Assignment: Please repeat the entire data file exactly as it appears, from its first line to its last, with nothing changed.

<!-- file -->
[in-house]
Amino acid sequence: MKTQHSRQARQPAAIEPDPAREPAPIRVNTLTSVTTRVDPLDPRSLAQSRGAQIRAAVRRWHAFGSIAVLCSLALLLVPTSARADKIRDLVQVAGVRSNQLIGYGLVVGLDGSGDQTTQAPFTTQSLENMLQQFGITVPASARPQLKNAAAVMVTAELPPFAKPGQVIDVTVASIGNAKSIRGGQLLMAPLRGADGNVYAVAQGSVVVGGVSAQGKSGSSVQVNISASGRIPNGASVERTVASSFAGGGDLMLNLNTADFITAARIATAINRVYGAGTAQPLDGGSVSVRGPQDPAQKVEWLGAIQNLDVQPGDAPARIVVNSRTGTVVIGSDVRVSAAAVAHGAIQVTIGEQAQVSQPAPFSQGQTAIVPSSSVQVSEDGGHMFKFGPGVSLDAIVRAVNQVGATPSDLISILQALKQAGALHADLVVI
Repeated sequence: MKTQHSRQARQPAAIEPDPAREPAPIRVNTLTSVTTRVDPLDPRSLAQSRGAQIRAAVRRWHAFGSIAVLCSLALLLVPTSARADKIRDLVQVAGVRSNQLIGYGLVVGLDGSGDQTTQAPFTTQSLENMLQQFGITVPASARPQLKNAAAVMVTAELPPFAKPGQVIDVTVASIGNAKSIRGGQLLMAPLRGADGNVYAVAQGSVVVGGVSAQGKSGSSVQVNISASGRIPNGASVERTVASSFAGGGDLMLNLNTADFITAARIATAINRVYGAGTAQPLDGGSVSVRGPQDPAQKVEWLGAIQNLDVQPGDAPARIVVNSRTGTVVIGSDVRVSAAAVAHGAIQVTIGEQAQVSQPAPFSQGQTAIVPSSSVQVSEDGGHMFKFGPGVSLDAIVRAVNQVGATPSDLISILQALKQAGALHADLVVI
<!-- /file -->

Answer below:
[in-house]
Amino acid sequence: MKTQHSRQARQPAAIEPDPAREPAPIRVNTLTSVTTRVDPLDPRSLAQSRGAQIRAAVRRWHAFGSIAVLCSLALLLVPTSARADKIRDLVQVAGVRSNQLIGYGLVVGLDGSGDQTTQAPFTTQSLENMLQQFGITVPASARPQLKNAAAVMVTAELPPFAKPGQVIDVTVASIGNAKSIRGGQLLMAPLRGADGNVYAVAQGSVVVGGVSAQGKSGSSVQVNISASGRIPNGASVERTVASSFAGGGDLMLNLNTADFITAARIATAINRVYGAGTAQPLDGGSVSVRGPQDPAQKVEWLGAIQNLDVQPGDAPARIVVNSRTGTVVIGSDVRVSAAAVAHGAIQVTIGEQAQVSQPAPFSQGQTAIVPSSSVQVSEDGGHMFKFGPGVSLDAIVRAVNQVGATPSDLISILQALKQAGALHADLVVI
Repeated sequence: MKTQHSRQARQPAAIEPDPAREPAPIRVNTLTSVTTRVDPLDPRSLAQSRGAQIRAAVRRWHAFGSIAVLCSLALLLVPTSARADKIRDLVQVAGVRSNQLIGYGLVVGLDGSGDQTTQAPFTTQSLENMLQQFGITVPASARPQLKNAAAVMVTAELPPFAKPGQVIDVTVASIGNAKSIRGGQLLMAPLRGADGNVYAVAQGSVVVGGVSAQGKSGSSVQVNISASGRIPNGASVERTVASSFAGGGDLMLNLNTADFITAARIATAINRVYGAGTAQPLDGGSVSVRGPQDPAQKVEWLGAIQNLDVQPGDAPARIVVNSRTGTVVIGSDVRVSAAAVAHGAIQVTIGEQAQVSQPAPFSQGQTAIVPSSSVQVSEDGGHMFKFGPGVSLDAIVRAVNQVGATPSDLISILQALKQAGALHADLVVI